The water quality parameters at all stations in the FE Swamp were shown in Table 2. The FE Swamp mean water temperature was recorded at 31.54 ± 0.41. The mean pH reading was at 7.60 ± 0.47, and the D.O mean reading was 5.96 mg/l ± 1.13. In Tasik Chini, Suhaimi-Othman and Lim (2006) reported that the lake mean water temperature, pH and D.O was at 29.73 C ± 0.44, 6.63 ± 0.24 and 6.08 mg/l ± 0.88 respectively. Meanwhile, in Tasik Bera, according to Ikusima et al. (1982), the water temperature and pH readings ranged from 23.7 to 31.2 C and 4.45 to 6.83 respectively. However, Tasik Bera has low D.O range from as low as 1.36 to 4.00 mg/l. The results of this survey on these three water quality parameters showed some similarities with the results of the study in Tasik Chini and Tasik Bera. Except for the D.O in Tasik Bera where it was low when compared with D.O in the FE Swamp.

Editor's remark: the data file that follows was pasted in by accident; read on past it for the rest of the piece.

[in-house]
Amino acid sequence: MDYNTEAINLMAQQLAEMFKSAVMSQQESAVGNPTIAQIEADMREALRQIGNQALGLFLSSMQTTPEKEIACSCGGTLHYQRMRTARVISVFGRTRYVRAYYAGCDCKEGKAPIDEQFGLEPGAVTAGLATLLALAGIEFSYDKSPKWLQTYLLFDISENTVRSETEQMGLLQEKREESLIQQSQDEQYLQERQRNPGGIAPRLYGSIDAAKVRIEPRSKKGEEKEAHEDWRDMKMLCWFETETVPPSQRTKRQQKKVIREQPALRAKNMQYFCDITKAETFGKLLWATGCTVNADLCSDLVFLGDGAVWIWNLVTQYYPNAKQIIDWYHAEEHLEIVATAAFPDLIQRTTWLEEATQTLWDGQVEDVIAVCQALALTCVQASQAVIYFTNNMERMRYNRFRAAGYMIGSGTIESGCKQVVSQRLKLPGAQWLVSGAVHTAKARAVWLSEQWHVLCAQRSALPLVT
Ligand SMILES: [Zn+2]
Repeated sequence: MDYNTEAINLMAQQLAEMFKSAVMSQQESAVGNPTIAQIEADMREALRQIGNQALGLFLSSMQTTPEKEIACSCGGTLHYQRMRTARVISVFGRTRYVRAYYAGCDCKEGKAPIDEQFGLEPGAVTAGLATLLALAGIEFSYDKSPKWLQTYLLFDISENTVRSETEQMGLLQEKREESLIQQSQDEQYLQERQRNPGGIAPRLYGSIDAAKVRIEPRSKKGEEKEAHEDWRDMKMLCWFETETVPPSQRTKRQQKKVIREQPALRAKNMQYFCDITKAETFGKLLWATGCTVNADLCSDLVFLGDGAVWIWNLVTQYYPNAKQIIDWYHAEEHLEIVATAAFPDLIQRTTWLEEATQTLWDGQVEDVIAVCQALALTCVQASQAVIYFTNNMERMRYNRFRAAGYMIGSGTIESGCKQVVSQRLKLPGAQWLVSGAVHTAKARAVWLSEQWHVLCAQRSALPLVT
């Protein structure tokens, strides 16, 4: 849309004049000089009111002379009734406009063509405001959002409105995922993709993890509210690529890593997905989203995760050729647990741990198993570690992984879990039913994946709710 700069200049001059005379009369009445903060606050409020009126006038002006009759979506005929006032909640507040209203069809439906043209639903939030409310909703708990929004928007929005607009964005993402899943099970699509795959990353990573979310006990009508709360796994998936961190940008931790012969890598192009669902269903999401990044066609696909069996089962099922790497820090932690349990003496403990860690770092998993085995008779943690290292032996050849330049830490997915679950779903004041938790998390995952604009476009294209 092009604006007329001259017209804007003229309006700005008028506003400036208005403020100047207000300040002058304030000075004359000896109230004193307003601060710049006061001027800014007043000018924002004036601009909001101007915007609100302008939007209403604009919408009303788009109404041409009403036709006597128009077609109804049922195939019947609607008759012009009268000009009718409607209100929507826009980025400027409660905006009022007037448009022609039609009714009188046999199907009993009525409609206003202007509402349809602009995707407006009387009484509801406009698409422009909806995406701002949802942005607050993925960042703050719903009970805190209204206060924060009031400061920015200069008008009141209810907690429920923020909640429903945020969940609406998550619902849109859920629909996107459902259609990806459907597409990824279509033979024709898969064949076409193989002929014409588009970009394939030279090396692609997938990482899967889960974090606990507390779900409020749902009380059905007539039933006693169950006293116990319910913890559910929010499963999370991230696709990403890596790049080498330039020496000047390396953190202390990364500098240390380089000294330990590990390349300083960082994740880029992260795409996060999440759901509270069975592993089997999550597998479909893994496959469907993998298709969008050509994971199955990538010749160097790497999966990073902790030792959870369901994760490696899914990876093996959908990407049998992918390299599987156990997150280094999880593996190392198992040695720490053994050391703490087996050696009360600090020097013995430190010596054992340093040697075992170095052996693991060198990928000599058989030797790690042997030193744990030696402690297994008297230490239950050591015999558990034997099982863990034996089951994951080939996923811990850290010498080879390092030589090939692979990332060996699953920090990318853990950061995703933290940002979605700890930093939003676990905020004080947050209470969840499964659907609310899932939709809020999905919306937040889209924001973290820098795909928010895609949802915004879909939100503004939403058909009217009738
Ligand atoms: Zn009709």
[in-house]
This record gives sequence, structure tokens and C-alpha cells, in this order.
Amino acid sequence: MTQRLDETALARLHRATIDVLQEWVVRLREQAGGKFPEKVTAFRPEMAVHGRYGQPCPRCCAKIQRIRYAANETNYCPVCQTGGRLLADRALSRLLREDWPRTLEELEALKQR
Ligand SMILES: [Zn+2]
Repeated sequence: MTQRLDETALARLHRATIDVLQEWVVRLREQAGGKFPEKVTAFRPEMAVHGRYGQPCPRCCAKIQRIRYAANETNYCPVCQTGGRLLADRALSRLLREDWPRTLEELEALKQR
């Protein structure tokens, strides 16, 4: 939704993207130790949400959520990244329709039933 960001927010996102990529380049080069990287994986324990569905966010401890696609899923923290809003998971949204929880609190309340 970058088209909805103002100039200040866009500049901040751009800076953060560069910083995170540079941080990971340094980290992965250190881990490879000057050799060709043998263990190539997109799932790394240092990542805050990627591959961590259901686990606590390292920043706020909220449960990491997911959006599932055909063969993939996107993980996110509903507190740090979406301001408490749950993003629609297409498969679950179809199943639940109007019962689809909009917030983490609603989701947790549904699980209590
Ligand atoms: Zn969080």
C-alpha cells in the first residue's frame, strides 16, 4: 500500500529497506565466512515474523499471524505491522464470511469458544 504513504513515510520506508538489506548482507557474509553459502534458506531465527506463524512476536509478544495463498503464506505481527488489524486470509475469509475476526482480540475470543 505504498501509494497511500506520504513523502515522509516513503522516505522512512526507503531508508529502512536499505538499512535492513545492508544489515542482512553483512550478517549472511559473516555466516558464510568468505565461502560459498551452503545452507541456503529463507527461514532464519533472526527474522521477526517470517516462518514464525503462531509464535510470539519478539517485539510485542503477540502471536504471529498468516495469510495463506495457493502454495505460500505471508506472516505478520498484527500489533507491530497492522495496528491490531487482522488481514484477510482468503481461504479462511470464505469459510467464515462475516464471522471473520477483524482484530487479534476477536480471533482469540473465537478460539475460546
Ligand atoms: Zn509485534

The depth of this swamp at all stations ranged from 42.00 cm to 63.00 cm. The mean depth was recorded at 54.38 cm ± 7.33. According to Suhaimi-Othman and Lim (2006), Tasik Chini is considered a shallow lake due to it average depth of less than 3 meters. From here, we can conclude that the FE Swamp is a shallow swamp-lake with average depth less than 60 cm. With these results, it is confirmed that the swamp is a palustrine lake and the swamp has only two ecological zones which are the limnetic zone and littoral zone, but this water body stands without the profundal zone.  

CONCLUSION